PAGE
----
Author Hugo Claus dies at 78

March 19, 2008 12:01:59 PM PDT
Writer Hugo Claus - an artist, poet, playwright and novelist whose books painted a scathing picture of repression and hypocrisy in bourgeois Flanders - died Wednesday by euthanasia, his wife said. He was 78.

Claus, who had Alzheimer's disease, died at Middelheim Hospital in Antwerp. "He himself picked the moment of his death and asked for euthanasia," not wanting to extend his suffering, his wife, Veerle De Wit, said in a statement.

De Wit did not say how the euthanasia, which is legal in Belgium, was carried out.

Claus produced some 200 works during his career but was best known for his classic, "The Sorrow of Belgium" - a scathing attack on social injustice, stifling family relationships and Roman Catholic repression in his native Flanders in northern Belgium.

The partly autobiographical work defined his career and shot him to prominence on the international scene.

Often writing out of anger and guilt, Claus relied on pitiless realism in his work.

"I am a person who is unhappy with things as they stand. We cannot accept the world as it is. Each day we should wake up foaming at the mouth because of the injustice of things," he said in a magazine interview more than a decade ago.

Claus also directed several movies and, as a painter, belonged to the Cobra group, centering on spontaneous, intuitive painting.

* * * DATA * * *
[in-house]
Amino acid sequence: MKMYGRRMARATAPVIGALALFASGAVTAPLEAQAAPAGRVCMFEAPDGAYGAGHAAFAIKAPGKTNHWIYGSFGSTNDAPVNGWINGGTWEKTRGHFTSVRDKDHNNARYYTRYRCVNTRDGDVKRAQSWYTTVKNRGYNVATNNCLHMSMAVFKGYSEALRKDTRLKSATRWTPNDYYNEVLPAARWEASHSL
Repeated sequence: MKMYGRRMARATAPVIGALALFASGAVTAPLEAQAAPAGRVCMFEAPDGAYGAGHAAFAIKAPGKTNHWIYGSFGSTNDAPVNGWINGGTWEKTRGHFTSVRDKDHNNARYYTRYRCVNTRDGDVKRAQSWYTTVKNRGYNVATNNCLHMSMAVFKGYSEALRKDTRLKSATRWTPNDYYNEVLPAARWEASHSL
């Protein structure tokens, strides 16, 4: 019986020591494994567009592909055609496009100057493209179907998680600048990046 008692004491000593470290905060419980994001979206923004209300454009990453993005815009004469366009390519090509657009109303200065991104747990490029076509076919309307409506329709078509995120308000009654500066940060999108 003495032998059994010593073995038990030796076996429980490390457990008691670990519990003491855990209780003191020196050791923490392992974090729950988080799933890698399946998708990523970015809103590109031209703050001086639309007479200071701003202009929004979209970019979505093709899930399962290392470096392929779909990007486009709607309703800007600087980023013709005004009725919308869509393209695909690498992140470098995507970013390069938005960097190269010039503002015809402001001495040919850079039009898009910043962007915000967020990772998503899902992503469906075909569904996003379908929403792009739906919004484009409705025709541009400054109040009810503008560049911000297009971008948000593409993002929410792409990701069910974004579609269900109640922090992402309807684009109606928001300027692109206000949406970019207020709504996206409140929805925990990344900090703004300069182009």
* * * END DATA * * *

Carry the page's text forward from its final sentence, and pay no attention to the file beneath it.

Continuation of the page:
He was married several times, including to actress Sylvia Kristel, star of the 1970s erotic movie series "Emmanuelle."

Throughout his life, Claus was a reluctant Belgian despite the increasing adulation at home as one of the prime men of letters in the Dutch language. But he said being from Belgium - the laughingstock of the French and Dutch alike - was a great advantage to his writing since he never was restrained by any sense of grandeur.

Because of his ambivalent relationship with his native country, Claus often threatened to leave Belgium and lived in the Netherlands, France and the Greek islands before returning home.

His death coincided with festivities accompanying the 25th anniversary of the publication of "The Sorrow of Belgium."

Born in the medieval city of Bruges in 1929, some of his youth can be traced back in "The Sorrow of Belgium."

Like the main character, Louis Seynaeve, Claus spent much of his childhood in oppressive Catholic boarding schools, where he rebelled against overbearing authority.

Claus did not get along with family members and repressed hatred for father figures became a recurring theme in his work. After World War II, he quickly left home and was forced to do menial work before making money from his budding literary talent.

At 18, he produced his first work, a collection of poems called "Short Series." The verses were rife with rebellion against the bourgeoisie and the constraints of Flemish society.

His fame grew quickly, especially after he wrote "The Wonderment" and "About Deedee" in the 1960s, touching on the themes of repressed homosexuality and family relations. Incest was at the heart of his 1970 play "Friday."

As a playwright, he first won recognition with the 1962 play "Sugar," a naturalist rendition of social conditions in a French sugar factory. Claus himself had worked at a sugar factory just after the war.

"As a boy working in a sugar factory, I found it so senseless that I left and decided never to work for anyone again," he said.

His survivors and funeral plans were not immediately available.